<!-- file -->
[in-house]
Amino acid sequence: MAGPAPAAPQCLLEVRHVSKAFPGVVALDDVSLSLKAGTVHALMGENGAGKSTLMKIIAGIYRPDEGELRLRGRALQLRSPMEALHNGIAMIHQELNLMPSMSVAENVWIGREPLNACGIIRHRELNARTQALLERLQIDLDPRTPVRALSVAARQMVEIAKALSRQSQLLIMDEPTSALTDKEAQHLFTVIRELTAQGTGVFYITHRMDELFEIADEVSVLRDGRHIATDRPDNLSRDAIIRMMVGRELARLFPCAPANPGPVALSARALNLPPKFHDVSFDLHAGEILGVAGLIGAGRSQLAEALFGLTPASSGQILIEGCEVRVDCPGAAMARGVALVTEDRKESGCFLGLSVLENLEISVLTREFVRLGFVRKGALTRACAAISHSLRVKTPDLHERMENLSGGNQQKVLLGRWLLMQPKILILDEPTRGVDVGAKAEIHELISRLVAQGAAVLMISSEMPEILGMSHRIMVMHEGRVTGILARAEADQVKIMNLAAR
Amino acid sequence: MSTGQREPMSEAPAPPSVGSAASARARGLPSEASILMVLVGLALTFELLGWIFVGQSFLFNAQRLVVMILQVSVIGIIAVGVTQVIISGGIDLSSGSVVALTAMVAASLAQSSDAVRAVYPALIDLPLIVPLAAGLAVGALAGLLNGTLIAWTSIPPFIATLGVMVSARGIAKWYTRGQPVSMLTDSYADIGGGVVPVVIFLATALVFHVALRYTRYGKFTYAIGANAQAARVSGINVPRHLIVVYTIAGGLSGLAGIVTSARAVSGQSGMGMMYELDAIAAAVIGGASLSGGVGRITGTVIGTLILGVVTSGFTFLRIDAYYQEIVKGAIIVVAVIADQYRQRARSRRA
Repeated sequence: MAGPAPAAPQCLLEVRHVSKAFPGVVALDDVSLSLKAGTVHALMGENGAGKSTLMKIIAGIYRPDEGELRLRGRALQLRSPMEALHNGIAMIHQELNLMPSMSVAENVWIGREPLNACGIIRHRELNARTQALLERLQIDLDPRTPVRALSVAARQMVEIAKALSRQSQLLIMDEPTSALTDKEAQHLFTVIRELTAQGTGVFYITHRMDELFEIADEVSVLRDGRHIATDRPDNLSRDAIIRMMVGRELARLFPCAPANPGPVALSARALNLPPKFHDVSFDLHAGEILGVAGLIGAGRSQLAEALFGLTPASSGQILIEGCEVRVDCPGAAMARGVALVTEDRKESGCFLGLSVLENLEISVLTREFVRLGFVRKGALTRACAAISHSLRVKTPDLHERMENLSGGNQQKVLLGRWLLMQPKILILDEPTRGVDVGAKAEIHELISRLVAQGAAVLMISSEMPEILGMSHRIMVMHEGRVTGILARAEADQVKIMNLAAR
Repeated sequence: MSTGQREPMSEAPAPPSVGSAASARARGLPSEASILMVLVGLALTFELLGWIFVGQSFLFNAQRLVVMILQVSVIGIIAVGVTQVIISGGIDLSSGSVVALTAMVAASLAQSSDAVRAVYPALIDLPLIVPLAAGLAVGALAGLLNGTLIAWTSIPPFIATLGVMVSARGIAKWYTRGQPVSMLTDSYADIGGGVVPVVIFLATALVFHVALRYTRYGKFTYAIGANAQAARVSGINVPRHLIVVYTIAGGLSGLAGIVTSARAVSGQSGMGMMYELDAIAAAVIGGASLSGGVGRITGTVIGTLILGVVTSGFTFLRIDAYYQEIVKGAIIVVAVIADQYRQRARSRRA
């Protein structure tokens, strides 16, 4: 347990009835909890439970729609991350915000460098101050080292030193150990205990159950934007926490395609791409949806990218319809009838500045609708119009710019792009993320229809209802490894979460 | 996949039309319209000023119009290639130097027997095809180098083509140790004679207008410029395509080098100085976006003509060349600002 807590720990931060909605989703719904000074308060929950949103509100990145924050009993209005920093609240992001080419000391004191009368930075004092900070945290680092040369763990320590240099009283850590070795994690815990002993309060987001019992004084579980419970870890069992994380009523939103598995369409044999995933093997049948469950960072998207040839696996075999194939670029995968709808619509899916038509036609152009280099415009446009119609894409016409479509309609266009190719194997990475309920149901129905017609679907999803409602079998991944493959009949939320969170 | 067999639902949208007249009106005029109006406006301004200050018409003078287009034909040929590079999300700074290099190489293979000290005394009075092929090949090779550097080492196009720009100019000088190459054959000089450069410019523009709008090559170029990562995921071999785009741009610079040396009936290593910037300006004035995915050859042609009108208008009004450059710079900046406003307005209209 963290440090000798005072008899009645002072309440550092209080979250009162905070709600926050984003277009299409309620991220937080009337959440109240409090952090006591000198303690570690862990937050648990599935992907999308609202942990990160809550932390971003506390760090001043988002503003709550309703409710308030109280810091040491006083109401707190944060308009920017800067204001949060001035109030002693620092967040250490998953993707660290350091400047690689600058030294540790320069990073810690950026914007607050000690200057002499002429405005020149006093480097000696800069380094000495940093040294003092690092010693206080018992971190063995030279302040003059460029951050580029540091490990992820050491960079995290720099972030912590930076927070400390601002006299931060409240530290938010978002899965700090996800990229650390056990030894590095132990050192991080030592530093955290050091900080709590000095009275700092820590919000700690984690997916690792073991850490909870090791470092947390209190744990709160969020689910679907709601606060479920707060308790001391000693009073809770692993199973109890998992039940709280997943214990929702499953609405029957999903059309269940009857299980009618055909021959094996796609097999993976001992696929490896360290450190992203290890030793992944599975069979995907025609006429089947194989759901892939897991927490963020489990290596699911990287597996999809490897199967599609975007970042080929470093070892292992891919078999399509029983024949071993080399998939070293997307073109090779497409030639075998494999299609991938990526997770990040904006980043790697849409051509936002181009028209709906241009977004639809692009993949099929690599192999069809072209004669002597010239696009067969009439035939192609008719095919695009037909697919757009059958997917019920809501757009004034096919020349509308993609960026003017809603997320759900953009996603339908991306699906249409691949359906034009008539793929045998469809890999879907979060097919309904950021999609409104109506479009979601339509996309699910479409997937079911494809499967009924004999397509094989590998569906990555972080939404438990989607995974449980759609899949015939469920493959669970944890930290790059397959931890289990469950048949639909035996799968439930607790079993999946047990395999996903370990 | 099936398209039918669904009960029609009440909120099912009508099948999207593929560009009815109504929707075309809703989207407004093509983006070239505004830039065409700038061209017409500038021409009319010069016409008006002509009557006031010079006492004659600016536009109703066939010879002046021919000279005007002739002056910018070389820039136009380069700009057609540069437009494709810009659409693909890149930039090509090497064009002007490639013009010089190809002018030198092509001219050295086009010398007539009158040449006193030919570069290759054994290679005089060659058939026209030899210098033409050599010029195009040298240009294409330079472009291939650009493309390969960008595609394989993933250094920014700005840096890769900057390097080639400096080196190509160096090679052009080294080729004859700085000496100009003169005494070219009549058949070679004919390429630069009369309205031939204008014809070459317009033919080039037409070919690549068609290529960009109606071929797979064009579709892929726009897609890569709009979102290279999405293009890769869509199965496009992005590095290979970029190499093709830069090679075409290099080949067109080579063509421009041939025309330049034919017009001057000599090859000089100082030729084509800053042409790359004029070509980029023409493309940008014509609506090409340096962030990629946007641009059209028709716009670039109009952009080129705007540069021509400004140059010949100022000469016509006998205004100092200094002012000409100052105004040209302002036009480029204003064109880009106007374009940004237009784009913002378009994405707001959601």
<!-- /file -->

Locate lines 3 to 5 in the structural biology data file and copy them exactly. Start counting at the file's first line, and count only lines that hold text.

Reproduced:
Amino acid sequence: MSTGQREPMSEAPAPPSVGSAASARARGLPSEASILMVLVGLALTFELLGWIFVGQSFLFNAQRLVVMILQVSVIGIIAVGVTQVIISGGIDLSSGSVVALTAMVAASLAQSSDAVRAVYPALIDLPLIVPLAAGLAVGALAGLLNGTLIAWTSIPPFIATLGVMVSARGIAKWYTRGQPVSMLTDSYADIGGGVVPVVIFLATALVFHVALRYTRYGKFTYAIGANAQAARVSGINVPRHLIVVYTIAGGLSGLAGIVTSARAVSGQSGMGMMYELDAIAAAVIGGASLSGGVGRITGTVIGTLILGVVTSGFTFLRIDAYYQEIVKGAIIVVAVIADQYRQRARSRRA
Repeated sequence: MAGPAPAAPQCLLEVRHVSKAFPGVVALDDVSLSLKAGTVHALMGENGAGKSTLMKIIAGIYRPDEGELRLRGRALQLRSPMEALHNGIAMIHQELNLMPSMSVAENVWIGREPLNACGIIRHRELNARTQALLERLQIDLDPRTPVRALSVAARQMVEIAKALSRQSQLLIMDEPTSALTDKEAQHLFTVIRELTAQGTGVFYITHRMDELFEIADEVSVLRDGRHIATDRPDNLSRDAIIRMMVGRELARLFPCAPANPGPVALSARALNLPPKFHDVSFDLHAGEILGVAGLIGAGRSQLAEALFGLTPASSGQILIEGCEVRVDCPGAAMARGVALVTEDRKESGCFLGLSVLENLEISVLTREFVRLGFVRKGALTRACAAISHSLRVKTPDLHERMENLSGGNQQKVLLGRWLLMQPKILILDEPTRGVDVGAKAEIHELISRLVAQGAAVLMISSEMPEILGMSHRIMVMHEGRVTGILARAEADQVKIMNLAAR
Repeated sequence: MSTGQREPMSEAPAPPSVGSAASARARGLPSEASILMVLVGLALTFELLGWIFVGQSFLFNAQRLVVMILQVSVIGIIAVGVTQVIISGGIDLSSGSVVALTAMVAASLAQSSDAVRAVYPALIDLPLIVPLAAGLAVGALAGLLNGTLIAWTSIPPFIATLGVMVSARGIAKWYTRGQPVSMLTDSYADIGGGVVPVVIFLATALVFHVALRYTRYGKFTYAIGANAQAARVSGINVPRHLIVVYTIAGGLSGLAGIVTSARAVSGQSGMGMMYELDAIAAAVIGGASLSGGVGRITGTVIGTLILGVVTSGFTFLRIDAYYQEIVKGAIIVVAVIADQYRQRARSRRA